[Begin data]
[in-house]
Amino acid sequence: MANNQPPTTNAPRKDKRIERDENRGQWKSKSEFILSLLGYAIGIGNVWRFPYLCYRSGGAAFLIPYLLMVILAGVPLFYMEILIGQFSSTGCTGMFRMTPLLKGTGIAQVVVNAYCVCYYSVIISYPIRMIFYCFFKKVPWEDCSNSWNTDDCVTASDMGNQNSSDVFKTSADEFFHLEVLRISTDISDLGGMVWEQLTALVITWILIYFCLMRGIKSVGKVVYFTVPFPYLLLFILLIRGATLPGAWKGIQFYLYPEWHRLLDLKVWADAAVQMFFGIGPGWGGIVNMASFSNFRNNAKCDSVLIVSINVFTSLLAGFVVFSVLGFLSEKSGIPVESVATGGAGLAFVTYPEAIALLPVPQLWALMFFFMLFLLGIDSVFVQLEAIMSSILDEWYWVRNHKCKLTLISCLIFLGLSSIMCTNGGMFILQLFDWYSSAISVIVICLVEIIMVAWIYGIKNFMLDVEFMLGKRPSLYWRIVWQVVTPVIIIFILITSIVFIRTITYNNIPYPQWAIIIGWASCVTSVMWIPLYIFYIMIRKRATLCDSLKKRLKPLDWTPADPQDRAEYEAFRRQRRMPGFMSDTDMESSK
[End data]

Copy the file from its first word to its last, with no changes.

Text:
[in-house]
Amino acid sequence: MANNQPPTTNAPRKDKRIERDENRGQWKSKSEFILSLLGYAIGIGNVWRFPYLCYRSGGAAFLIPYLLMVILAGVPLFYMEILIGQFSSTGCTGMFRMTPLLKGTGIAQVVVNAYCVCYYSVIISYPIRMIFYCFFKKVPWEDCSNSWNTDDCVTASDMGNQNSSDVFKTSADEFFHLEVLRISTDISDLGGMVWEQLTALVITWILIYFCLMRGIKSVGKVVYFTVPFPYLLLFILLIRGATLPGAWKGIQFYLYPEWHRLLDLKVWADAAVQMFFGIGPGWGGIVNMASFSNFRNNAKCDSVLIVSINVFTSLLAGFVVFSVLGFLSEKSGIPVESVATGGAGLAFVTYPEAIALLPVPQLWALMFFFMLFLLGIDSVFVQLEAIMSSILDEWYWVRNHKCKLTLISCLIFLGLSSIMCTNGGMFILQLFDWYSSAISVIVICLVEIIMVAWIYGIKNFMLDVEFMLGKRPSLYWRIVWQVVTPVIIIFILITSIVFIRTITYNNIPYPQWAIIIGWASCVTSVMWIPLYIFYIMIRKRATLCDSLKKRLKPLDWTPADPQDRAEYEAFRRQRRMPGFMSDTDMESSK